Thursday, July 29, 2010

Check It Out

The Tyranny of E-mail: The Four-thousand-year Journey to your Inbox
By John Freeman
HE 7551 F74 2009

Concerned with information overload and the time-consuming work of keeping up with one’s inbox, award winning writer and book critic John Freeman takes a look at the history of communication. From a clay tablet—the earliest known letter—and the communication systems of early civilizations to the development of the United States Postal Service and the modern day e-mail, society has become increasingly focused on time and speed, causing people to become workaholics and increasingly isolated from each other. The author calls for readers to take their lives back from their inboxes by outlining several ways one can become more productive and efficient with their e-mail, including checking e-mail less, during specific times of the day, and using other forms of communication.

While the historical background and the effects of e-mail on modern life are selective and he does not address both sides of the issue, Freeman is able to effectively get his point across in a very concise manner. His recommendations for e-mail use will be helpful to anyone looking to become more efficient with their inboxes.

Check out The Tyranny of E-mail: The Four-thousand-year Journey to your Inbox, available now in the library.

Tuesday, July 27, 2010

Library Book Sale

Have you browsed our Book Sale lately?

Some of the items currently for sale include computer programming books, math books, math books for computer programmers, math puzzles, and some pretty heavy web and graphic design tomes. All for the unbelievable price of 50 cents (hardcover) or 25 cents (paperback) each! Sometimes you can find older editions of your textbooks – a great bargain for the cash-strapped and textbook needy! Keep an older edition at your house, and use the current edition at the Reserve desk for your assignments. Watch your grades climb higher. Amazing! New books are added regularly, so check back often.

Monday, July 26, 2010 World News Digest

Read the latest cover story Regulating the Oil Industry: Environmental Oversight and the Gulf of Mexico Oil Spill in the Facts on File World News Digest database. The World News Digest is updated weekly and contains more than 1 million internal hyperlinks to information. It covers all major political, social, and economic events since November 1940.

To read about the recent Gulf of Mexico oil spill in visit the library's website and select the Articles and Databases tab then locate the News section and select World News Digest.

For information on how to access this information resource from off campus locations select the Off Campus Access link.

Thursday, July 22, 2010

Got a Question? Need an Answer?

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Tuesday, July 20, 2010

This Week in CQ Researcher

Gangs in the U.S.
by Alex Kingsbury, July 16, 2010

Are anti-gang efforts by law enforcement effective?

Violent-crime rates are near historic lows in the United States, but in many urban areas violent crime, particularly homicide, remains pervasive, largely due to street gangs. In some areas police blame 80 percent of all crime on gangs. This summer, during a single weekend in Chicago, 54 people were shot, nearly all because of gang violence. Meanwhile, spillover from Mexico’s violent narcotics trade is swamping U.S. law enforcement resources. The federal government estimates the U.S. gang population at 1 million, distributed across some 20,000 gangs. As the gangs grow larger, they merge and grow in strength, often overwhelming local and state police efforts. And a new study calls federal anti-gang efforts uncoordinated and ineffective.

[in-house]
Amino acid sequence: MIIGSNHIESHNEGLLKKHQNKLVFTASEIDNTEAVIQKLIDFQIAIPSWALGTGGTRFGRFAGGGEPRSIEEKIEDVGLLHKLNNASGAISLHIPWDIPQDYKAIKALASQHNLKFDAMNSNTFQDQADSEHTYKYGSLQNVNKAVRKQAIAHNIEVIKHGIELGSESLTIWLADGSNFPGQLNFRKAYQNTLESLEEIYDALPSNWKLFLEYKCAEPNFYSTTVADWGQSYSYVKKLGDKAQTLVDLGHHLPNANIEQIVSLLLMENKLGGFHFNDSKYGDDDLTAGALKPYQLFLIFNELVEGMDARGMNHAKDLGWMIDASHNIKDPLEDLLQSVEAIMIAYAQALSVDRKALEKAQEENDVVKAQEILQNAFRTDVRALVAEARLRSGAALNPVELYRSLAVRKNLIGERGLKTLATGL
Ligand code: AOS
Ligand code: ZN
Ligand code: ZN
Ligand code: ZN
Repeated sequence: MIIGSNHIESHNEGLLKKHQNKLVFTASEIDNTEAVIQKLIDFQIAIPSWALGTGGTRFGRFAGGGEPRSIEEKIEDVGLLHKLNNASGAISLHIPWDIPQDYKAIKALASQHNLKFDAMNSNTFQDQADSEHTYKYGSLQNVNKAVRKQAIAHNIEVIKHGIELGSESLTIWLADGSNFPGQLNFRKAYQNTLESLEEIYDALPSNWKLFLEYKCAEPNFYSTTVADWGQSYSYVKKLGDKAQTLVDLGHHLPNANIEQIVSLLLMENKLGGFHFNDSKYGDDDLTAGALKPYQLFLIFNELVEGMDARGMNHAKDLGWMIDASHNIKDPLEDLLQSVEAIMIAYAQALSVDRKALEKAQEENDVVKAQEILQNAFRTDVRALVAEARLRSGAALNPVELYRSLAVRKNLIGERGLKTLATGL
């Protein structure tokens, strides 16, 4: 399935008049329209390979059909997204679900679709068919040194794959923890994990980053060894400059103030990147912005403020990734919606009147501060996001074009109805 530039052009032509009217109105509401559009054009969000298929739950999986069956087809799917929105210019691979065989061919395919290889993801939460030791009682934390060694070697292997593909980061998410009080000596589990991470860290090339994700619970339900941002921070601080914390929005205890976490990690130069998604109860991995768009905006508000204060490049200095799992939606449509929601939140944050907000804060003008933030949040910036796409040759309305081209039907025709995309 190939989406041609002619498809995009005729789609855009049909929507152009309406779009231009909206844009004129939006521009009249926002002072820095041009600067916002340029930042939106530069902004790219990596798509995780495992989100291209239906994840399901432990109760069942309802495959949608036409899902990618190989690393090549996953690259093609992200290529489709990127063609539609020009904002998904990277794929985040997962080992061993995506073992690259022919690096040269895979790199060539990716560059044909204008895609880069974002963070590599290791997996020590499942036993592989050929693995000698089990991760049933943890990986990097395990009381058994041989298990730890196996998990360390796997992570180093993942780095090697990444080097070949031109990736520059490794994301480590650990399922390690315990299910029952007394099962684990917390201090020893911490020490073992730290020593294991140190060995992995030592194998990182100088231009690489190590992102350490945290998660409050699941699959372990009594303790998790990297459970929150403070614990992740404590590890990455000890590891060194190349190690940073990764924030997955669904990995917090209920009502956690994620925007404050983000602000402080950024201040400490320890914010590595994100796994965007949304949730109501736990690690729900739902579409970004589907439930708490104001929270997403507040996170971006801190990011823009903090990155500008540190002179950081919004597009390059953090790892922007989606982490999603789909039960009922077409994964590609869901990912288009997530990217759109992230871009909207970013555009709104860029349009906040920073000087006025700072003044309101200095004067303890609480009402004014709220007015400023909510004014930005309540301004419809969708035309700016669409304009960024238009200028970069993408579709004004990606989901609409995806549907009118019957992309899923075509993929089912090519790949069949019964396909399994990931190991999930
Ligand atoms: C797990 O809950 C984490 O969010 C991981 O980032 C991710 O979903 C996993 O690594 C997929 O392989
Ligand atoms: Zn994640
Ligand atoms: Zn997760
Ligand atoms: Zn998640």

Meanwhile, though studies have shown that prevention and counseling programs provide a greater return on public investments than crime-fighting efforts, police anti-gang efforts still get far greater financial support.

  • Do law enforcement campaigns that target gangs reduce crime?
  • Do illegal drugs cause gang violence?
  • Has the nation’s gang threat been exaggerated?

To read this article and others visit our Articles and Databases webpage and click on CQ Researcher. Select the Off Campus Access link for information on how to access this resource from off campus locations.

Monday, July 19, 2010

Check It Out

As if an Enemy’s Country: The British Occupation of Boston and the Origins of Revolution.
By Richard Archer
E 210 A73 2010

Focusing on the events leading up to the occupation of Boston by British troops and the Boston Massacre, professor of history emeritus, Richard Archer examines the causes of the American Revolution. Threats and clashes between government representatives, British troops, and Bostonians over the Sugar Act, Stamp Act, Townsend Act, and the occupation of Boston mounted, enviably causing the Boston Massacre and forever changing the city socially, economically, and politically. Along with similar feelings and transformations in other colonies and the uncompromising representatives on both sides of the Atlantic, the increasing tension eventually led to the colonists’ declaration for independence.

Although the author assumes the reader has basic knowledge of the era, he gives a concise and very thorough illustration of both sides of the events that occurred. Anyone interested in a detailed account of Boston’s participation in the American Revolution’s roots will find Archer’s work fascinating and informative.
Reviewed by Laura Yee, Library Intern, Southwestern College.

Check out As if an Enemy’s Country: The British Occupation of Boston and the Origins of Revolution, available now in the library.

Sunday, July 18, 2010

Oxford Art Online

Oxford Art Online offers an extensive and easily searchable online art resource , a virtual art reference library of biographies, art related subjects, and images that can be searched or browsed from on and off campus.

Here are a few selected updated subjects this month in Oxford Art Online

  • Airports in the USA